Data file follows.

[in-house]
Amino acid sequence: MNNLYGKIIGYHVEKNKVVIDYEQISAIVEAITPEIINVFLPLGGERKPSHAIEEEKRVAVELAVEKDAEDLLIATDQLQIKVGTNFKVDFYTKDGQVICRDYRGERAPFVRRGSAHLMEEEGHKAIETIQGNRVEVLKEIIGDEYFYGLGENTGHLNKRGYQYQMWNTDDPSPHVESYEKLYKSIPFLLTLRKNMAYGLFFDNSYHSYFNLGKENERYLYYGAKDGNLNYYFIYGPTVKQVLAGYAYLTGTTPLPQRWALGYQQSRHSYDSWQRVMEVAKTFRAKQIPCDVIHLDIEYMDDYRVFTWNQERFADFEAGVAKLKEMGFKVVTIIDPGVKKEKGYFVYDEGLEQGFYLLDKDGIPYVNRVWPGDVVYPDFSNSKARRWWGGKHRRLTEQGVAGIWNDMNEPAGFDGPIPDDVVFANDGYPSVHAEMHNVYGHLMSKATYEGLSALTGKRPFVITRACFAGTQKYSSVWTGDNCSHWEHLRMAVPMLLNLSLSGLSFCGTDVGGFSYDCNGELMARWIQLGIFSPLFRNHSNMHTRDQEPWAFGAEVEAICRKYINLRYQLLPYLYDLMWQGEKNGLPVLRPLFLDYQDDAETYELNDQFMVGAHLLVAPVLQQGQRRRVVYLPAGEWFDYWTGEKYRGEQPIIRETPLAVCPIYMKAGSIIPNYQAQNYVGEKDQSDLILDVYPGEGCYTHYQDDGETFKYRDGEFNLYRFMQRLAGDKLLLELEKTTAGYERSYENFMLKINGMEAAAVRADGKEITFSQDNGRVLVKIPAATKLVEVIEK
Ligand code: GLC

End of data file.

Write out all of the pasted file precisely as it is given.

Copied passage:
[in-house]
Amino acid sequence: MNNLYGKIIGYHVEKNKVVIDYEQISAIVEAITPEIINVFLPLGGERKPSHAIEEEKRVAVELAVEKDAEDLLIATDQLQIKVGTNFKVDFYTKDGQVICRDYRGERAPFVRRGSAHLMEEEGHKAIETIQGNRVEVLKEIIGDEYFYGLGENTGHLNKRGYQYQMWNTDDPSPHVESYEKLYKSIPFLLTLRKNMAYGLFFDNSYHSYFNLGKENERYLYYGAKDGNLNYYFIYGPTVKQVLAGYAYLTGTTPLPQRWALGYQQSRHSYDSWQRVMEVAKTFRAKQIPCDVIHLDIEYMDDYRVFTWNQERFADFEAGVAKLKEMGFKVVTIIDPGVKKEKGYFVYDEGLEQGFYLLDKDGIPYVNRVWPGDVVYPDFSNSKARRWWGGKHRRLTEQGVAGIWNDMNEPAGFDGPIPDDVVFANDGYPSVHAEMHNVYGHLMSKATYEGLSALTGKRPFVITRACFAGTQKYSSVWTGDNCSHWEHLRMAVPMLLNLSLSGLSFCGTDVGGFSYDCNGELMARWIQLGIFSPLFRNHSNMHTRDQEPWAFGAEVEAICRKYINLRYQLLPYLYDLMWQGEKNGLPVLRPLFLDYQDDAETYELNDQFMVGAHLLVAPVLQQGQRRRVVYLPAGEWFDYWTGEKYRGEQPIIRETPLAVCPIYMKAGSIIPNYQAQNYVGEKDQSDLILDVYPGEGCYTHYQDDGETFKYRDGEFNLYRFMQRLAGDKLLLELEKTTAGYERSYENFMLKINGMEAAAVRADGKEITFSQDNGRVLVKIPAATKLVEVIEK
Ligand code: GLC